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#11 Dec 17, 2020 11:38 pm

New Historian
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Re: When staying awake means staying alive

And we think we've got it hard.

Cape-Horn.png

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#12 Dec 18, 2020 12:00 pm

Expat
Active

Re: When staying awake means staying alive

When I get it hard it don't look like that... wink

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#13 Dec 18, 2020 6:32 pm

New Historian
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Re: When staying awake means staying alive

Boom!

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#14 Dec 18, 2020 6:45 pm

houston
Active

Re: When staying awake means staying alive

New Historian wrote:
houston wrote:

Got wondering recently about sailing ships during the earlier centuries. Some ships would have a crew of up to 180 men and be away for months or years.
How did they stay warm in places like the St. Lawrence River in November? What did they eat, where did they sleep?
That led to the question, where did they do their business?
Of course the head. The bow of the ship was a netted or planked area open to the sea below.  Ropes were dragged along in the water and hauled up for an arse wipe. It was a not a pretty life.
No wonder so many died of disease or malnutrition.
Interesting to read about those unimaginable times.

Not the bow (front), the stern (rear - pun intended!). I'm a history nerd when it comes to old sailing ships and the men that sailed in them. A hard life for true. A fascinating look at the last of the clipper ships, rounding the feared Cape Horn. Enjoy.

https://www.youtube.com/watch?v=9tuTKhqWZso

I believe the stern loo was reserved for the captain and a few of the upper ranks. The main can for the crew was located at the bow so that the waves could splash through and wash it up.

https://en.m.wikipedia.org/wiki/Head_(watercraft)

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#15 Dec 18, 2020 6:59 pm

New Historian
Active

Re: When staying awake means staying alive

houston wrote:
New Historian wrote:
houston wrote:

Got wondering recently about sailing ships during the earlier centuries. Some ships would have a crew of up to 180 men and be away for months or years.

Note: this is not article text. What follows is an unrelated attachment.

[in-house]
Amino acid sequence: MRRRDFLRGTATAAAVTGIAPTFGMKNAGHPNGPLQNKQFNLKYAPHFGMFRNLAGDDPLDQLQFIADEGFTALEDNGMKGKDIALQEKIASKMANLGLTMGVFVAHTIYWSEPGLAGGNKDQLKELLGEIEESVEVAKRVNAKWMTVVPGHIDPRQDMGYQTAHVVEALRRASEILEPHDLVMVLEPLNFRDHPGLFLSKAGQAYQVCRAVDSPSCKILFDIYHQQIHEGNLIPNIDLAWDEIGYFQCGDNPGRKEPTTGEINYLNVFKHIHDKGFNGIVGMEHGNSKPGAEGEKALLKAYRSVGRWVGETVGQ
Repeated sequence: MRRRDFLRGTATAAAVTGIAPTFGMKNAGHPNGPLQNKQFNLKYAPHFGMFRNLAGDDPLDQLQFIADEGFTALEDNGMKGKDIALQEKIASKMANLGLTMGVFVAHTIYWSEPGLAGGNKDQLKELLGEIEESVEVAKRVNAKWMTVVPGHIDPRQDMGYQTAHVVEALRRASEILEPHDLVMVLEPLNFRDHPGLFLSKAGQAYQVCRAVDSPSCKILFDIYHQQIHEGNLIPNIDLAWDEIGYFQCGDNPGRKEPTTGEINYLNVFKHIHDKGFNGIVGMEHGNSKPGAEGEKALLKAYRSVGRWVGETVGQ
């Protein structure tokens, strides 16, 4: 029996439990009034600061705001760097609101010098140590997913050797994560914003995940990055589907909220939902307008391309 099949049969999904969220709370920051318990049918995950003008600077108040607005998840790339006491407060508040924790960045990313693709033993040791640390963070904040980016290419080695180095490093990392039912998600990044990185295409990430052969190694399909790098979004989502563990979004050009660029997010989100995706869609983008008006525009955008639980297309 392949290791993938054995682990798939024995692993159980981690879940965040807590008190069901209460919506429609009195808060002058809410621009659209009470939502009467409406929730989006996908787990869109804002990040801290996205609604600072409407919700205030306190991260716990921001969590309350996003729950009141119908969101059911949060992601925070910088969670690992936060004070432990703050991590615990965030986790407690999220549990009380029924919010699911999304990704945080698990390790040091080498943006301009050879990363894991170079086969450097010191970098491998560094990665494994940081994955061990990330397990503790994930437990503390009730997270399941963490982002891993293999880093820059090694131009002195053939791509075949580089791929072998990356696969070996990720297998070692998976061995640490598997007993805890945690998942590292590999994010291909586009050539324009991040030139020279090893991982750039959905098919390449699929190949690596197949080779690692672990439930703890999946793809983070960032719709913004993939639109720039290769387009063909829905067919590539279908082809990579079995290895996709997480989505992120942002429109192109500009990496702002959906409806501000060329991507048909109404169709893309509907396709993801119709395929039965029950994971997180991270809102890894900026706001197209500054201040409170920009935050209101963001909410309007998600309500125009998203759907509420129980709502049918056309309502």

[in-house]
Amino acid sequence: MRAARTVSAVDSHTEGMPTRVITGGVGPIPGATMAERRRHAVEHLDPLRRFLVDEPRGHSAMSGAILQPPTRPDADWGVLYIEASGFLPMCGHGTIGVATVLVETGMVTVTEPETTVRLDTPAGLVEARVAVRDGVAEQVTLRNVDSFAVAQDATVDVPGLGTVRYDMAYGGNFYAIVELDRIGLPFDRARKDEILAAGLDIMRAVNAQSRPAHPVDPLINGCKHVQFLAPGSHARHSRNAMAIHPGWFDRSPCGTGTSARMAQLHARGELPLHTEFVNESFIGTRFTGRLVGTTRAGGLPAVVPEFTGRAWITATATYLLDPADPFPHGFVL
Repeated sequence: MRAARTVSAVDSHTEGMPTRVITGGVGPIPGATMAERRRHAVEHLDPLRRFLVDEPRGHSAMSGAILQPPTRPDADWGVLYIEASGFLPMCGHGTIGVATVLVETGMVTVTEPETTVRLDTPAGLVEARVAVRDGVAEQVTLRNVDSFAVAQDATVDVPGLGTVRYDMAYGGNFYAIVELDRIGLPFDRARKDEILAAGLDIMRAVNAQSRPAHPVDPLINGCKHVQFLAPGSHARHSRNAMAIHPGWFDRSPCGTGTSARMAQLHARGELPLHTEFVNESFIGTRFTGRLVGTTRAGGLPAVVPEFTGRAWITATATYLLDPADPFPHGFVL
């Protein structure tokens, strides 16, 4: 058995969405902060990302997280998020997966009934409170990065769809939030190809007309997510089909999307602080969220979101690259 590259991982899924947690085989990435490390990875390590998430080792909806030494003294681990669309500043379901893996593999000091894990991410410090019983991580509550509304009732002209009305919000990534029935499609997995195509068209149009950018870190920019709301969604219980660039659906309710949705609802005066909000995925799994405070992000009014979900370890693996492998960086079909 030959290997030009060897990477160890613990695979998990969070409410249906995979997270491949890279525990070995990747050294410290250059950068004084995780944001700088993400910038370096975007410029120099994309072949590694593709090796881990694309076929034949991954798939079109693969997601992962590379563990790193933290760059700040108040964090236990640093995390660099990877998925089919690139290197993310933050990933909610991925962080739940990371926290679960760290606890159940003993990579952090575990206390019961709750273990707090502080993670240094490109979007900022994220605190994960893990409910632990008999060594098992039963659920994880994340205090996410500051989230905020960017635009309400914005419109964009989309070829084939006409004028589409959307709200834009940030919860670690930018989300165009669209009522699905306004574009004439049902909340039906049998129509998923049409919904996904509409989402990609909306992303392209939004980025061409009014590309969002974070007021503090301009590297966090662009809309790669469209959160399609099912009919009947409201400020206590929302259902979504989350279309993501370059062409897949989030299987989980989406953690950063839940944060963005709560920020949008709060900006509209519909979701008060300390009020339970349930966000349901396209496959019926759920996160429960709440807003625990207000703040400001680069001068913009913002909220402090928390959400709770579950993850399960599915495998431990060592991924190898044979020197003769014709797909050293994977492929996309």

How did they stay warm in places like the St. Lawrence River in November? What did they eat, where did they sleep?
That led to the question, where did they do their business?
Of course the head. The bow of the ship was a netted or planked area open to the sea below.  Ropes were dragged along in the water and hauled up for an arse wipe. It was a not a pretty life.
No wonder so many died of disease or malnutrition.
Interesting to read about those unimaginable times.

Not the bow (front), the stern (rear - pun intended!). I'm a history nerd when it comes to old sailing ships and the men that sailed in them. A hard life for true. A fascinating look at the last of the clipper ships, rounding the feared Cape Horn. Enjoy.

https://www.youtube.com/watch?v=9tuTKhqWZso

I believe the stern loo was reserved for the captain and a few of the upper ranks. The main can for the crew was located at the bow so that the waves could splash through and wash it up.

https://en.m.wikipedia.org/wiki/Head_(watercraft)

Thank you sir, didn't know that. Can be dangerous, you wouldn't want a big wave come and send that "stuff" splashing down the whole length of the boat lol!!

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#16 Dec 18, 2020 7:43 pm

houston
Active

Re: When staying awake means staying alive

Swabbing the deck was an important job.

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